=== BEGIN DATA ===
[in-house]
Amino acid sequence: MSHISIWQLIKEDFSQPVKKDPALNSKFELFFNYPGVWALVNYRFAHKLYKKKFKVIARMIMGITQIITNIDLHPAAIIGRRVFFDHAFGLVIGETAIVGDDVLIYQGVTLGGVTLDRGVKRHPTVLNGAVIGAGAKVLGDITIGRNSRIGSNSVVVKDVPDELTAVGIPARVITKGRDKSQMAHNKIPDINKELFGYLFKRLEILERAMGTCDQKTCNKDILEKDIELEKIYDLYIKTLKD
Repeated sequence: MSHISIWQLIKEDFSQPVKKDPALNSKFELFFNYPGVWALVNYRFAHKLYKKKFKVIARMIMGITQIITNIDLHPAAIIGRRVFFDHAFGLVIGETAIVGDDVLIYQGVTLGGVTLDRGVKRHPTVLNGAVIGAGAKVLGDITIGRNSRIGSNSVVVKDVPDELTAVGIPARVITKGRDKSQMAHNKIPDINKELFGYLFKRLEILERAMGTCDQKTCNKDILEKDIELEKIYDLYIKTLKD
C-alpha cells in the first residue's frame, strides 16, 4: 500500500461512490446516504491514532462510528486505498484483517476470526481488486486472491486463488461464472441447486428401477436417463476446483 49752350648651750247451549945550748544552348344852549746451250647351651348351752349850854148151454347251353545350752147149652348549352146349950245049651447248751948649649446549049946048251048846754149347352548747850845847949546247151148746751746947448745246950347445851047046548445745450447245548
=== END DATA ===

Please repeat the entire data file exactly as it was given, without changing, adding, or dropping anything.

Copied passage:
[in-house]
Amino acid sequence: MSHISIWQLIKEDFSQPVKKDPALNSKFELFFNYPGVWALVNYRFAHKLYKKKFKVIARMIMGITQIITNIDLHPAAIIGRRVFFDHAFGLVIGETAIVGDDVLIYQGVTLGGVTLDRGVKRHPTVLNGAVIGAGAKVLGDITIGRNSRIGSNSVVVKDVPDELTAVGIPARVITKGRDKSQMAHNKIPDINKELFGYLFKRLEILERAMGTCDQKTCNKDILEKDIELEKIYDLYIKTLKD
Repeated sequence: MSHISIWQLIKEDFSQPVKKDPALNSKFELFFNYPGVWALVNYRFAHKLYKKKFKVIARMIMGITQIITNIDLHPAAIIGRRVFFDHAFGLVIGETAIVGDDVLIYQGVTLGGVTLDRGVKRHPTVLNGAVIGAGAKVLGDITIGRNSRIGSNSVVVKDVPDELTAVGIPARVITKGRDKSQMAHNKIPDINKELFGYLFKRLEILERAMGTCDQKTCNKDILEKDIELEKIYDLYIKTLKD
C-alpha cells in the first residue's frame, strides 16, 4: 500500500461512490446516504491514532462510528486505498484483517476470526481488486486472491486463488461464472441447486428401477436417463476446483 49752350648651750247451549945550748544552348344852549746451250647351651348351752349850854148151454347251353545350752147149652348549352146349950245049651447248751948649649446549049946048251048846754149347352548747850845847949546247151148746751746947448745246950347445851047046548445745450447245548